func pickerView(pickerView: UIPickerView, titleForRow row: Int, forComponent component: Int) -> String? {
        return pickerArrayItems[row]
    }

Your entire ViewController.swift file can look like this when linked to a view (user interface) that contains a picker view control:

import UIKit

                                        // 1. Add UIPickerViewDelegate and UIPickerViewDataSource to the class
class ViewController: UIViewController, UIPickerViewDelegate, UIPickerViewDataSource {
    
    // 2. Create an array of data to display in the picker view
    var pickerArrayItems = ["Cat", "Dog", "Hamster", "Goldfish", "Parrot", "Lizard"]

    // 3. Create an IBOutlet for the picker view on the user interface
    @IBOutlet weak var pickerViewUI: UIPickerView!
    
    override func viewDidLoad() {
        super.viewDidLoad()
        // 4. Set the delegate of the picker view control to the view controller
        pickerViewUI.delegate = self
    }

    override func didReceiveMemoryWarning() {
        super.didReceiveMemoryWarning()
        // Dispose of any resources that can be recreated.
    }

    // 5. Define the number of parts or components of the picker view
    func numberOfComponentsInPickerView(pickerView: UIPickerView) -> Int {
        return 1
    }
    
    // 6. Define the number of items to appear in the picker view
    func pickerView(pickerView: UIPickerView, numberOfRowsInComponent component: Int) -> Int {
        return pickerArrayItems.count
    }

    // 7. Define the title of each row of the picker view with the array items (Step 2 above)
    func pickerView(pickerView: UIPickerView, titleForRow row: Int, forComponent component: Int) -> String? {
        return pickerArrayItems[row]
    }
    
}

Posted in iOS, User Interface

April 29th, 2016 by admin

if you’re creating an iOS app that requires typing text, your app will need to display the iOS virtual keyboard that slides up from the bottom of the screen. The problem with the virtual keyboard is that although it pops up automatically, you have to write code to make it go away.

There are basically four steps you need to follow to write code that makes the virtual keyboard go away. First, you’ll likely need a text field to allow the user to type text on the virtual keyboard, so you need to add the UITextFieldDelete to your class file like this in Swift:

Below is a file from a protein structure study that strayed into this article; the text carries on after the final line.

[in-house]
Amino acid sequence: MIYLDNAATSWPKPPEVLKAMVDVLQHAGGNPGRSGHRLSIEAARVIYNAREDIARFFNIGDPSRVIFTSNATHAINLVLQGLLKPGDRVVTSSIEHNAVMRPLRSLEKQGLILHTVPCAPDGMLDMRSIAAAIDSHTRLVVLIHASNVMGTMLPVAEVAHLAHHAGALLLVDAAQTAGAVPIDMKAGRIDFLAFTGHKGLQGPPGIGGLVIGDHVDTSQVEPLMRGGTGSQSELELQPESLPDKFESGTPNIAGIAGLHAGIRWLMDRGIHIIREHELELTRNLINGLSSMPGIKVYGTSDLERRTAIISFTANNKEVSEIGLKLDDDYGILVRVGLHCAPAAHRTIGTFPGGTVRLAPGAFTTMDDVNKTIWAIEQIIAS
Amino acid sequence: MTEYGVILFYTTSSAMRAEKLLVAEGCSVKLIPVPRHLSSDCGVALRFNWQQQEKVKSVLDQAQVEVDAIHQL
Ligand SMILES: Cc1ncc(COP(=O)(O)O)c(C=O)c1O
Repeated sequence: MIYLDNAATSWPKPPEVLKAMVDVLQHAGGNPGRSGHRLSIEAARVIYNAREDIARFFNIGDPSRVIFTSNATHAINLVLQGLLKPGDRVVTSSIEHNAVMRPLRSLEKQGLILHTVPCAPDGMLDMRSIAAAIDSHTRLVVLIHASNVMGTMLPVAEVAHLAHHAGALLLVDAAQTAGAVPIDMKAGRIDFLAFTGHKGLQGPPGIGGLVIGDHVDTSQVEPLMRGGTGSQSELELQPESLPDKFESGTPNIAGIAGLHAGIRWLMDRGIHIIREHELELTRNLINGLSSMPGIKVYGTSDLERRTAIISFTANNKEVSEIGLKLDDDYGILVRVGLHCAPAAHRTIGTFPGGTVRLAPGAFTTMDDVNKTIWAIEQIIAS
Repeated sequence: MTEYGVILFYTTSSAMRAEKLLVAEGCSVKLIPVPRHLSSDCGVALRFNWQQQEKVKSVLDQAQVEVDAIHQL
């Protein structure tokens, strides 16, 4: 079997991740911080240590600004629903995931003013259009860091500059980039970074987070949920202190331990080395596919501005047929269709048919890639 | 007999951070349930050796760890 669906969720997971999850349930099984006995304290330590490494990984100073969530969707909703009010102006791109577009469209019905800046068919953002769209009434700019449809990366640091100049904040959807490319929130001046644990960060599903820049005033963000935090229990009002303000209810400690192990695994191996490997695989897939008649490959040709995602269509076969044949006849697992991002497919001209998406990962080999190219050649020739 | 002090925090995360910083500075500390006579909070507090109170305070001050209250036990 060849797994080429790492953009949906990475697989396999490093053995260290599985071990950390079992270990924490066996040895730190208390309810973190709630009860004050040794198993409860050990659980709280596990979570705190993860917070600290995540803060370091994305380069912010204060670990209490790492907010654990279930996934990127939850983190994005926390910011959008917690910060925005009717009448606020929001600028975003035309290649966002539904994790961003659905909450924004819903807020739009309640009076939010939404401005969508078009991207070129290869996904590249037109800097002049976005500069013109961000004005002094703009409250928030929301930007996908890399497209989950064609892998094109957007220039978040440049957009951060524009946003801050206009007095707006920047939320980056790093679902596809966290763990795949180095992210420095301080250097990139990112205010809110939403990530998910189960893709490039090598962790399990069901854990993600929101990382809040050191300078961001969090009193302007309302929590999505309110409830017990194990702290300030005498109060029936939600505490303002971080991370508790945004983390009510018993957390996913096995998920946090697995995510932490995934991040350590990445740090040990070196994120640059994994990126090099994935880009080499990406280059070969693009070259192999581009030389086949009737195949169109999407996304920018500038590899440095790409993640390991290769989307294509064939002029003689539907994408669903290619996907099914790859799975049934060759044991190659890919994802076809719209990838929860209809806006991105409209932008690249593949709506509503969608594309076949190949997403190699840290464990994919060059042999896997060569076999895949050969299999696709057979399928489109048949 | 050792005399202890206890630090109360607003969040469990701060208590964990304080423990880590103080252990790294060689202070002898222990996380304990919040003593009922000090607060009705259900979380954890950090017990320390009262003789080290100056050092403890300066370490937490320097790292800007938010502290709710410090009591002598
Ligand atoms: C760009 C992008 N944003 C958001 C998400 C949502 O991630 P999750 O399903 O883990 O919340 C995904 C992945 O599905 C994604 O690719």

import UIKit

//  1. Add UITextFieldDelegate to the ViewController class

class ViewController: UIViewController, UITextFieldDelegate {

Second, you’ll need to set the text field to the UITextFieldDelegate. You can do through the Connections Inspector on Xcode or just use code like this in Swift:

        //  2. Set text field to delegate
        textFieldEntry.delegate = self

Third, you need to create a function called textFieldShouldReturn to end editing. This function hides the virtual keyboard if the user taps the Return key:

    func textFieldShouldReturn(textField: UITextField) -> Bool {
        self.view.endEditing(true)
        return true
    }

Fourth, you need to create a second function called touchesBegan to tell the text field to let the virtual keyboard disappear if the user taps anywhere away from the text field:

   //  4. Create a touchesBegan function to dismiss keyboard if the user taps outside of the text field or keyboard
    override func touchesBegan(touches: Set<UITouch>, withEvent event: UIEvent?) {
        textFieldEntry.resignFirstResponder()
    }

So if you create a simple iOS, single view app in Xcode using Swift, just place a text field on the view (user interface) and link it to your view controller file as an IBOutlet such as naming the text field “textFieldEntry”. Then your entire Swift class would look like this:

//  ViewController.swift
//  KeyboardRemoval
//

import UIKit

//  1. Add UITextFieldDelegate to the ViewController class

class ViewController: UIViewController, UITextFieldDelegate {
   
    @IBOutlet weak var textFieldEntry: UITextField!

    override func viewDidLoad() {
        super.viewDidLoad()

        //  2. Set text field to delegate
        textFieldEntry.delegate = self
    }